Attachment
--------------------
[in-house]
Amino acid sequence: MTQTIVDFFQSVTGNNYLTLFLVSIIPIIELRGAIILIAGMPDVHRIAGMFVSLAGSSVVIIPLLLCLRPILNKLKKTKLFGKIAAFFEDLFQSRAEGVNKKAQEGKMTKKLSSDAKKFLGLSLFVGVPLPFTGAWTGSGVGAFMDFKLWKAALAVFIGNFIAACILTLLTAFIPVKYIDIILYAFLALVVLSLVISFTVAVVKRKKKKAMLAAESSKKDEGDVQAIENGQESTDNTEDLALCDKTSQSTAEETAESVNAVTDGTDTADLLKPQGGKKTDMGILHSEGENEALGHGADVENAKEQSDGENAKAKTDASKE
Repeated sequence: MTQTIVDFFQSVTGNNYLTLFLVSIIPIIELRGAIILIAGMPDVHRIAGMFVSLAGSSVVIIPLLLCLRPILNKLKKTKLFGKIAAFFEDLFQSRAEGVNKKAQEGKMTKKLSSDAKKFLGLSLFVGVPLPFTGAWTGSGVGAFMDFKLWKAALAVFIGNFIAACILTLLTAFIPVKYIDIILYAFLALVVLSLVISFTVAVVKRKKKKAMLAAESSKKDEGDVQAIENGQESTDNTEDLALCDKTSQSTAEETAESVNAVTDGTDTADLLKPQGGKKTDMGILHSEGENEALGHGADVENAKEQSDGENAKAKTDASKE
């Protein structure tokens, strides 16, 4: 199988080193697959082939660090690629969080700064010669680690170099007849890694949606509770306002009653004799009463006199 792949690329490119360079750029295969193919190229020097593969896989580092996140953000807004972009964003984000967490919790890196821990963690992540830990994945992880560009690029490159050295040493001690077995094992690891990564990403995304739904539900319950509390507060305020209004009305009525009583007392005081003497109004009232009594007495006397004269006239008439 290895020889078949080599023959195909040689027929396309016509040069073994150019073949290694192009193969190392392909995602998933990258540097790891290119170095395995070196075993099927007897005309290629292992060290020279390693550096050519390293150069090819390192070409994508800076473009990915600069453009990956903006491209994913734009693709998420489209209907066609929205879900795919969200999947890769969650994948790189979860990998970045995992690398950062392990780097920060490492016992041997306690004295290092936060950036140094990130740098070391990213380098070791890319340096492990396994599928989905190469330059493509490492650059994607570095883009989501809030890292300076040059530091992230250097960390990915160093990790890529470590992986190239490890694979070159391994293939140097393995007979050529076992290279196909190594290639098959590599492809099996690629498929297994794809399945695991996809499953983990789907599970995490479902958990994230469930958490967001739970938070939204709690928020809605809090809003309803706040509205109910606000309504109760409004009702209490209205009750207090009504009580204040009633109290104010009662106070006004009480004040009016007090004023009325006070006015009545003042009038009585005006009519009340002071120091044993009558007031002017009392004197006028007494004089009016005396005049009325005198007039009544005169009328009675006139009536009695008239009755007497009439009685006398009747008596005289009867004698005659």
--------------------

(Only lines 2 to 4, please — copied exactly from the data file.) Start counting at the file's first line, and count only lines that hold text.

Amino acid sequence: MTQTIVDFFQSVTGNNYLTLFLVSIIPIIELRGAIILIAGMPDVHRIAGMFVSLAGSSVVIIPLLLCLRPILNKLKKTKLFGKIAAFFEDLFQSRAEGVNKKAQEGKMTKKLSSDAKKFLGLSLFVGVPLPFTGAWTGSGVGAFMDFKLWKAALAVFIGNFIAACILTLLTAFIPVKYIDIILYAFLALVVLSLVISFTVAVVKRKKKKAMLAAESSKKDEGDVQAIENGQESTDNTEDLALCDKTSQSTAEETAESVNAVTDGTDTADLLKPQGGKKTDMGILHSEGENEALGHGADVENAKEQSDGENAKAKTDASKE
Repeated sequence: MTQTIVDFFQSVTGNNYLTLFLVSIIPIIELRGAIILIAGMPDVHRIAGMFVSLAGSSVVIIPLLLCLRPILNKLKKTKLFGKIAAFFEDLFQSRAEGVNKKAQEGKMTKKLSSDAKKFLGLSLFVGVPLPFTGAWTGSGVGAFMDFKLWKAALAVFIGNFIAACILTLLTAFIPVKYIDIILYAFLALVVLSLVISFTVAVVKRKKKKAMLAAESSKKDEGDVQAIENGQESTDNTEDLALCDKTSQSTAEETAESVNAVTDGTDTADLLKPQGGKKTDMGILHSEGENEALGHGADVENAKEQSDGENAKAKTDASKE
């Protein structure tokens, strides 16, 4: 199988080193697959082939660090690629969080700064010669680690170099007849890694949606509770306002009653004799009463006199 792949690329490119360079750029295969193919190229020097593969896989580092996140953000807004972009964003984000967490919790890196821990963690992540830990994945992880560009690029490159050295040493001690077995094992690891990564990403995304739904539900319950509390507060305020209004009305009525009583007392005081003497109004009232009594007495006397004269006239008439 290895020889078949080599023959195909040689027929396309016509040069073994150019073949290694192009193969190392392909995602998933990258540097790891290119170095395995070196075993099927007897005309290629292992060290020279390693550096050519390293150069090819390192070409994508800076473009990915600069453009990956903006491209994913734009693709998420489209209907066609929205879900795919969200999947890769969650994948790189979860990998970045995992690398950062392990780097920060490492016992041997306690004295290092936060950036140094990130740098070391990213380098070791890319340096492990396994599928989905190469330059493509490492650059994607570095883009989501809030890292300076040059530091992230250097960390990915160093990790890529470590992986190239490890694979070159391994293939140097393995007979050529076992290279196909190594290639098959590599492809099996690629498929297994794809399945695991996809499953983990789907599970995490479902958990994230469930958490967001739970938070939204709690928020809605809090809003309803706040509205109910606000309504109760409004009702209490209205009750207090009504009580204040009633109290104010009662106070006004009480004040009016007090004023009325006070006015009545003042009038009585005006009519009340002071120091044993009558007031002017009392004197006028007494004089009016005396005049009325005198007039009544005169009328009675006139009536009695008239009755007497009439009685006398009747008596005289009867004698005659």